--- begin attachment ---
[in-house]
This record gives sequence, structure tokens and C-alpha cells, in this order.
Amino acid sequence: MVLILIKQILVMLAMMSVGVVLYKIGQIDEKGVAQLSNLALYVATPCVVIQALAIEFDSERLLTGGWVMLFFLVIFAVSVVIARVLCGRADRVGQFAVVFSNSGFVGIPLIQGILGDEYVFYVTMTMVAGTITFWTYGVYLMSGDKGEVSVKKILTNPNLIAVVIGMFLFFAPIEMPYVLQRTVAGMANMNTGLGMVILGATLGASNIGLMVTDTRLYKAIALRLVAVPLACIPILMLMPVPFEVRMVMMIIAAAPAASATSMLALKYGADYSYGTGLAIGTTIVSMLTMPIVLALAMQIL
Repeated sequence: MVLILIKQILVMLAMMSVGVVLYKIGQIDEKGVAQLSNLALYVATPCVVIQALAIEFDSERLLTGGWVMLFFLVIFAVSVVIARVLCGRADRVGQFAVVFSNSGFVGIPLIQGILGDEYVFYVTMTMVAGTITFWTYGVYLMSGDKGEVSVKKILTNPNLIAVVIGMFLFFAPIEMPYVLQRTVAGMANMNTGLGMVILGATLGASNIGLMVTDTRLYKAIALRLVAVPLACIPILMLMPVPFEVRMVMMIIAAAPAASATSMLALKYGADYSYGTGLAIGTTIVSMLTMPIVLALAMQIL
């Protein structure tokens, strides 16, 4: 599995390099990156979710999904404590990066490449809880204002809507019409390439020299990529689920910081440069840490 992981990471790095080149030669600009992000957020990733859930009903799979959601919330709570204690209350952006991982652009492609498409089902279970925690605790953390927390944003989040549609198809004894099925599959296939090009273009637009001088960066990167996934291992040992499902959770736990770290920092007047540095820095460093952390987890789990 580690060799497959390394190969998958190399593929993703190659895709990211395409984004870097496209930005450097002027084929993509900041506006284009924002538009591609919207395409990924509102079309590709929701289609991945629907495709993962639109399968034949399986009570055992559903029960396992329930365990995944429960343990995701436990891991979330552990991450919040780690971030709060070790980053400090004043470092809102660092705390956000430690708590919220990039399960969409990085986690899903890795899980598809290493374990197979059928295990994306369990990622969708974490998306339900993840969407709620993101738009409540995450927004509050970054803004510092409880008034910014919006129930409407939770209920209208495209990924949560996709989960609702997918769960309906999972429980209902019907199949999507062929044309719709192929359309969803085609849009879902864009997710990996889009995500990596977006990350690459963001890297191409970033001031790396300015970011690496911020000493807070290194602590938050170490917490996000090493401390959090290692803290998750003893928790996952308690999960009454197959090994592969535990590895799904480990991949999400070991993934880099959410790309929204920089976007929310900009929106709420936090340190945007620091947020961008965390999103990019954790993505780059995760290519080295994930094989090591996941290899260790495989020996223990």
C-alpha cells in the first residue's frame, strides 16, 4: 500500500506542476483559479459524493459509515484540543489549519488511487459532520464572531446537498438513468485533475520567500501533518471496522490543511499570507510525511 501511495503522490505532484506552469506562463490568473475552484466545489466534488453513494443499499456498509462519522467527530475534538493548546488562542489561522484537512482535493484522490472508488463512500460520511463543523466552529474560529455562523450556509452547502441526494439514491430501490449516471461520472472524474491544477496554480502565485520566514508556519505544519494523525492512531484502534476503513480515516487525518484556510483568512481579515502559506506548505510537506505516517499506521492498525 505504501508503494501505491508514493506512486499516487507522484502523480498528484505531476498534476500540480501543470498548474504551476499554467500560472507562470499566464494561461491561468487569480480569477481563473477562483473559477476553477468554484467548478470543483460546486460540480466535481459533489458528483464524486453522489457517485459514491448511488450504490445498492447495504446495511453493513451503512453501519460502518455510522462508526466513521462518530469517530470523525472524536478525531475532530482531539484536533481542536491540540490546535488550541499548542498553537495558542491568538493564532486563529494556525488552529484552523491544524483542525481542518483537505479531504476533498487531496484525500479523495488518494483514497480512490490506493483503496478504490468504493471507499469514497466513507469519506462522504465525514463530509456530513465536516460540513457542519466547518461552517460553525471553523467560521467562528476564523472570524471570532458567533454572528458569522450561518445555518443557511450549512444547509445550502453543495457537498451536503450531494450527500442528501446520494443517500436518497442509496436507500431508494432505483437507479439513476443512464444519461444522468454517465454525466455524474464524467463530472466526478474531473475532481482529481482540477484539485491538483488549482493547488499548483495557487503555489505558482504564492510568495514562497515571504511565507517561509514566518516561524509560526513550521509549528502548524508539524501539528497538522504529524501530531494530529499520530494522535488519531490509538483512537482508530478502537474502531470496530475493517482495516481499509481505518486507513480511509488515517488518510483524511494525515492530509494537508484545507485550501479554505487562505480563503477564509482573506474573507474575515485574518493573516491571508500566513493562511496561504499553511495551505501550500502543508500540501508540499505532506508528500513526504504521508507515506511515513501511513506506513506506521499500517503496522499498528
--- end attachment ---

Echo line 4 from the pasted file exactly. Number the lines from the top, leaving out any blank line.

Repeated sequence: MVLILIKQILVMLAMMSVGVVLYKIGQIDEKGVAQLSNLALYVATPCVVIQALAIEFDSERLLTGGWVMLFFLVIFAVSVVIARVLCGRADRVGQFAVVFSNSGFVGIPLIQGILGDEYVFYVTMTMVAGTITFWTYGVYLMSGDKGEVSVKKILTNPNLIAVVIGMFLFFAPIEMPYVLQRTVAGMANMNTGLGMVILGATLGASNIGLMVTDTRLYKAIALRLVAVPLACIPILMLMPVPFEVRMVMMIIAAAPAASATSMLALKYGADYSYGTGLAIGTTIVSMLTMPIVLALAMQIL